Socialist Feminism 101

socialist feminist day school
A Socialist Feminist 101 talk given by Kassie Hartendorp, Member of Fightback (Te Whanganui-a-Tara) on International Women’s Day, March 8th, 2014.

This talk was originally given as the first part of a Socialist Feminist Day School held by Fightback in Wellington/Te Whanganui-a-Tara at 19 Tory Street. This was followed by poet & academic Teresia Teaiwa speaking on Gender and Colonisation, Fightback member Ian Anderson speaking on Fighting Rape Culture, and a concluding discussion on Where Next for Socialist Feminists by Kassie Hartendorp.

The day began with everyone discussing what they thought of socialism and feminism as concepts, and whether they identified as socialists or feminists. This talk followed:

Often we can’t use the term socialism, without explaining the term capitalism. Capitalism is generally understood as a system that is based on the growth of private profit. Under capitalism, the means of creating goods and services are owned by a small minority of people, and sold to make a profit. In simplistic terms, those who does not own a business or company must work for someone else to earn money in order to live. We find ourselves needing to work long hours in jobs we often don’t really like, to pay for food, rent, bills, the list goes on. For those who aren’t able to work, due to sickness, disability or a lack of jobs, we rely on a substandard allowance from the government, known as the benefit, social welfare, the dole. Even if we can’t work, cannot find work, or don’t want to work, there is a constant pressure to be in paid work, whether socially or to make ends meet.

The logic of capitalism, is to make a profit, its to continue reproducing capital. We can see how this works at a very basic level. Say you make shoes for a living. Everyday, you go to the local factory and make designer Crocs. It’s a hard life cause everyone hates what you do, yet you know there’s a core group of gardeners and chefs in the world who probably have a lot of respect for your work.

humble croc

Now in one hour, you can make 20 pairs of crocs and get the minimum wage of $14.25 an hour. It’s not much, but you have a passion, right? Each Croc you put into the world costs about say, $10 to make including the use of equipment and shipping, and costs $40 down at the Warehouse or wherever. So in one hour, you’ve technically created $600 worth of Croc profit in your 20 shoes. If every one of those shoes were bought (heaven forbid), your factory owner might have earned a few hundred dollars. But what you’ve taken home is $14.25.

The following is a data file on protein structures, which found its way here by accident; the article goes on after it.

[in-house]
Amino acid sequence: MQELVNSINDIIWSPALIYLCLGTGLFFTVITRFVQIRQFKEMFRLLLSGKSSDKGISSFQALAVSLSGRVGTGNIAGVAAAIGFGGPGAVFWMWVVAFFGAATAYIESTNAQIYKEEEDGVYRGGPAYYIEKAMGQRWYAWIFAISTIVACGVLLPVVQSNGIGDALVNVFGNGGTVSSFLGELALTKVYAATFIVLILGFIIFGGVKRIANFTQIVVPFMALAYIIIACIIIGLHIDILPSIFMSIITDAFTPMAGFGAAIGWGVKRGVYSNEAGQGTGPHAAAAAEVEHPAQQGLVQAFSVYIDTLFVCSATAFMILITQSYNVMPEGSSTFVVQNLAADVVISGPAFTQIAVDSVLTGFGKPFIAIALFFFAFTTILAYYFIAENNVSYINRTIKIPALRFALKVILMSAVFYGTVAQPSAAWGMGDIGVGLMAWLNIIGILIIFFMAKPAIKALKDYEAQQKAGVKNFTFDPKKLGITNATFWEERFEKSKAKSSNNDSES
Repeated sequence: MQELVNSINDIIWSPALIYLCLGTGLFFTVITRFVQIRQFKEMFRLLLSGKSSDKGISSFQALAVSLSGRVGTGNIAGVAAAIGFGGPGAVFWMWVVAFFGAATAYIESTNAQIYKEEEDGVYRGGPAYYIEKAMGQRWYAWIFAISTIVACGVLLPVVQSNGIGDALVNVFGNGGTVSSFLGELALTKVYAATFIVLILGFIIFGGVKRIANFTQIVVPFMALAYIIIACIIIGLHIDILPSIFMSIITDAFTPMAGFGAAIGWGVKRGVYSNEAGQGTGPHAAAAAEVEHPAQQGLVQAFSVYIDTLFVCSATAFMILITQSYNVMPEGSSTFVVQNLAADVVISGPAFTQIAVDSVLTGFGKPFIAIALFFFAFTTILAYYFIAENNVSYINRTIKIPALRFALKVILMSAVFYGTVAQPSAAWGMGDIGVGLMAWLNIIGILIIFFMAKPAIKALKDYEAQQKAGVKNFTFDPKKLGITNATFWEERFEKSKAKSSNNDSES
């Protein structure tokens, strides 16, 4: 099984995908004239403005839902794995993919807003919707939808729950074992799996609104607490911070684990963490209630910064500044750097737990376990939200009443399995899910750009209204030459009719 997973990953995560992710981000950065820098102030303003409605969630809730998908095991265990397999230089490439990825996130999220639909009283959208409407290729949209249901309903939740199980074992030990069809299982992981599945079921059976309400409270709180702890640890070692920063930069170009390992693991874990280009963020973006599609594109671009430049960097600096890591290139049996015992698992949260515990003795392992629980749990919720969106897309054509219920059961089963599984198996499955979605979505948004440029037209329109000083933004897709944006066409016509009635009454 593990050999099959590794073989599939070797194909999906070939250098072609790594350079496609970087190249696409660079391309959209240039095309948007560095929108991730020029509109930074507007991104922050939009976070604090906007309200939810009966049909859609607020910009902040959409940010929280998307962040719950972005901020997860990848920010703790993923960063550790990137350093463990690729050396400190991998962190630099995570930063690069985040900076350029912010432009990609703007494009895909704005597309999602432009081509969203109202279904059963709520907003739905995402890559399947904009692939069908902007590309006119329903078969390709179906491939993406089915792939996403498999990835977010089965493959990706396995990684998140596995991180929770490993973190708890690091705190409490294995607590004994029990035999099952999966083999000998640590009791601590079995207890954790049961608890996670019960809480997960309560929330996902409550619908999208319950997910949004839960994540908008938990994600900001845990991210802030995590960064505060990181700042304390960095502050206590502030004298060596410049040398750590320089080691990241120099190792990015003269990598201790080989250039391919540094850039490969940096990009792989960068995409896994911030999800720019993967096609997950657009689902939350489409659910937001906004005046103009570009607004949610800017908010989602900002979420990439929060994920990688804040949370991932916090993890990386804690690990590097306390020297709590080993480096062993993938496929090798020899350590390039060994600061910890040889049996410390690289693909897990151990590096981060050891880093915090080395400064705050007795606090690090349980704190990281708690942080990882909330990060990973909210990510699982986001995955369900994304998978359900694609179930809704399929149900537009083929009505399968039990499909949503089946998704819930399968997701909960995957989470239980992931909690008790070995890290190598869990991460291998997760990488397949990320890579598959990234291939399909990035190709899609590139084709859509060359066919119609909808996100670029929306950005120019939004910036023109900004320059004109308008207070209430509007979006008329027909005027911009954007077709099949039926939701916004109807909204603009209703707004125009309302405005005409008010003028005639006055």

The gap between the costs spent and the price it has been sold for, is known as ‘surplus value.’ It’s the value that you have created, but the profit from it goes to a boss, or owner of a company, rather than back to those who have spent the time in the factory, doing the work. Socialists argue that this makes capitalism an exploitative system, as it is making profit for private owners (known as the capitalist class) from the workers, or the working class.

It’s worth spending some time thinking about the jobs you have worked, what wealth has been created, and how much of that wealth you really see in your pay cheque at the end of the week. Other jobs are more obscure, such as service, community and public sector work and some work for themselves rather than big companies, but the logic of capitalism still rules everything around us.

Capitalism isn’t just about the world of economics, but should be seen as a social relation.The ability to accumulate vast amounts of wealth off the majority of people for private profit, has led to great social inequality. The gap between the rich and the poor grows ever wider, and this can be noted here in Aotearoa with one in four children living below the poverty line, but also internationally with the rise of wealthy nations over super exploited countries. When the capitalist class needs more capital, it simply keeps moving on to nations that it can exploit even more. This process is seen as imperialism, and still continues today in the search for cheaper workers, to pump up profits. The logic of capitalism, and white capitalism says that any place in the world is there to colonise, regardless of the nations, cultures and communities that already inhabit those countries.